A shaman in a traditional society might be seen as the local healer, wise person. I believe psychology, western medicine, and the criminal system all fail when it comes to public health, as their scientific frameworks are not robust enough to understand the roots of illness, and they operate within a capitalist industrial framework of education and policy. Much illness in our modern society is not due to the dysfunction of the individual. The truth as I see it, is that cultural wounding and patterns get promulgated through media and education. Another primary driver for disease and psychological maladies is simply nutritional. Industrial farming strips soil of minerals, genetically modified crops and pesticides end up in our intestines and affect the healthy balance of our bioflora (bacteria that live in your body that assist you in processing nutrients), and these pesticides also harm the pollinator animals (bees!) that help plants naturally reproduce.
Of course there are many other environmental pollutants and so forth, and plenty of traditional practices that provide what we need in harmony with nature, through more enojyable means of production. I recommend you grow your own medicine in your backyard, for example, and learn herbalism or befriend a neighbor who practices it. And I recommend you learn to see with your inner sight instead of relying on what media and teachers tell you.
I believe that more people knowing how to practice shamanism, and opening their mind and heart to a more intuitive, symbolic, and symbiotic experience of the world, will help us bring balance to people, land, and spirit. Shamanism is about interconnection and learning from the intelligence of the plant, animal, mineral, and spirit worlds. I believe it's crucial to our health and that of the other species we share this Earth with.
One of the most interesting things I learned in my studies of comparative aesthetics, which is why other cultures make art and what it's about, is that many cultures do not have a word for art. It's not a separate activity than their daily lives together. To some extent I feel "shamanism" is similar. In fact I would argue that artists are the closest thing western culture has to shamans. Many stories about shamanism talk about how there is one shaman for a village, the crazy person who lives in a hut off in the forest. It's actually more often true that a village will have many people who do shamanic and magical practices together, not just for personal healing, but for community healing - and community in this case means the greater ecology within which humans are embedded. Perhaps western culture overuses this one word because en masse we are ignorant of a vast swath of our relationship with nature. I think it's healthy that it's coming into vogue and is almost a buzzword as people begin to turn on and tune in.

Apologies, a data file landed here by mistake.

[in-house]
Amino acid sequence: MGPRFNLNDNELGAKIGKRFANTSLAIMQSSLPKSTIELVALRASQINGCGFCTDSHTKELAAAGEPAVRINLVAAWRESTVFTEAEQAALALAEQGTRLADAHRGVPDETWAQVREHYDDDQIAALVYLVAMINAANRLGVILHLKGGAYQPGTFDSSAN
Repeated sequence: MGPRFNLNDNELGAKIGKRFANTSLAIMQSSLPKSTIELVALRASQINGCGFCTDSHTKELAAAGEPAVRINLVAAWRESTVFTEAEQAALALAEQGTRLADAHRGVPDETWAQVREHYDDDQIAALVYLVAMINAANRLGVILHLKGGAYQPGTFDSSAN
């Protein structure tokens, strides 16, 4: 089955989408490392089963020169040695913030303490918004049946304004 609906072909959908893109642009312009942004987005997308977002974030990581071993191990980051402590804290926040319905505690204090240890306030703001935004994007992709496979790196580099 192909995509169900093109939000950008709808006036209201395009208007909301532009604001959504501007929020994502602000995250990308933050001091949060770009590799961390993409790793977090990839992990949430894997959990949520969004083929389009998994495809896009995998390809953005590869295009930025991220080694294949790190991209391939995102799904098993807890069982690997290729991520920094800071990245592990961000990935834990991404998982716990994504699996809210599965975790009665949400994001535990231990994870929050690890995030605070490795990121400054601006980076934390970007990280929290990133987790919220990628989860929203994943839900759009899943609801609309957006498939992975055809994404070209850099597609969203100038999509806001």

I'm personally into magic as manipulation in a healthy sense, and also as our native power of creation. What if you could sculpt the landscape of your mind, as you sculpt the landscape of your backyard, as you cultivate right relation with society? I think most people are unknowingly ruled by others' magic - corporations, governments, marketing, Hollywood and it's cocaine-fueled ego parade... (chewing coca leaves, much different than snorting a synthesized powder.) What will happen when more people wake up to their own power, and their power together, to live as one with art and magic? I'm so excited I get to watch this happen on such a massive scale in my lifetime. It's happening all around, and accelerating as more people tune in to intuition, telepathy, even just the internet's information sharing - our silicon/satellite fabricated mycelia.
There is much to explore, and I'm happy to share any understandings and guidance I've found along my path.
A few weeks ago I gave a workshop at an art and music festival called Lightning in a Bottle. My favorite art piece I saw was a performance and storytelling by Chris Berry and fellow artists, called Bana Kuma. Chris lived in Zimbabwe for ten years where he participated in ceremonies where people would channel ancestors or spirits. In his own mediumship, he encountered a group of beings who told him beautiful stories about who they were and where they were from. This dynamic art piece tells their story, of a time long ago, when we all were one... http://banakuma.org/
Go to the "tutorials" section and you can click on each of the archetypes to find a story and a song. The archetypes section has longer stories. They're making a book too, I bought a couple of the prints - beautiful illustrations by Leif Wold. Every time I think about this or hear the songs I start crying, they're so loving. You can also listen to the songs on Soundcloud via Shuma Records: https://soundcloud.com/shumbarecords/sets/banakuma
Creating media for regenerative culture